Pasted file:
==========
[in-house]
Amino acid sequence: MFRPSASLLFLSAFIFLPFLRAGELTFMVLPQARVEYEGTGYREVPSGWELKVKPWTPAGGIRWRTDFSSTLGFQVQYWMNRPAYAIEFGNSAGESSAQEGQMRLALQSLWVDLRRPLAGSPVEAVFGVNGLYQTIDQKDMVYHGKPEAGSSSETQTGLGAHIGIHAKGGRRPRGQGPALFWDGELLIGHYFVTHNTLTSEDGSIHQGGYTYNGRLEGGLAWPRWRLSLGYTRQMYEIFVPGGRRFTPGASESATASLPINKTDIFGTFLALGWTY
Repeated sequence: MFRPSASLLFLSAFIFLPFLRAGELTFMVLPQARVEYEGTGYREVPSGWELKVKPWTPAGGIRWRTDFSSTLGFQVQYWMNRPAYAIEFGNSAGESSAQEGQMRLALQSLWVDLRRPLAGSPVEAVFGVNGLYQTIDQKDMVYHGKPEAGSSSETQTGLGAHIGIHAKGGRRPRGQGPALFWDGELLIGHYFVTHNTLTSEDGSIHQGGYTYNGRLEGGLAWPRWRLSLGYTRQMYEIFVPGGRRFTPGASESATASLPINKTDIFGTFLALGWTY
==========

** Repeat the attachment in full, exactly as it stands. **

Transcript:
[in-house]
Amino acid sequence: MFRPSASLLFLSAFIFLPFLRAGELTFMVLPQARVEYEGTGYREVPSGWELKVKPWTPAGGIRWRTDFSSTLGFQVQYWMNRPAYAIEFGNSAGESSAQEGQMRLALQSLWVDLRRPLAGSPVEAVFGVNGLYQTIDQKDMVYHGKPEAGSSSETQTGLGAHIGIHAKGGRRPRGQGPALFWDGELLIGHYFVTHNTLTSEDGSIHQGGYTYNGRLEGGLAWPRWRLSLGYTRQMYEIFVPGGRRFTPGASESATASLPINKTDIFGTFLALGWTY
Repeated sequence: MFRPSASLLFLSAFIFLPFLRAGELTFMVLPQARVEYEGTGYREVPSGWELKVKPWTPAGGIRWRTDFSSTLGFQVQYWMNRPAYAIEFGNSAGESSAQEGQMRLALQSLWVDLRRPLAGSPVEAVFGVNGLYQTIDQKDMVYHGKPEAGSSSETQTGLGAHIGIHAKGGRRPRGQGPALFWDGELLIGHYFVTHNTLTSEDGSIHQGGYTYNGRLEGGLAWPRWRLSLGYTRQMYEIFVPGGRRFTPGASESATASLPINKTDIFGTFLALGWTY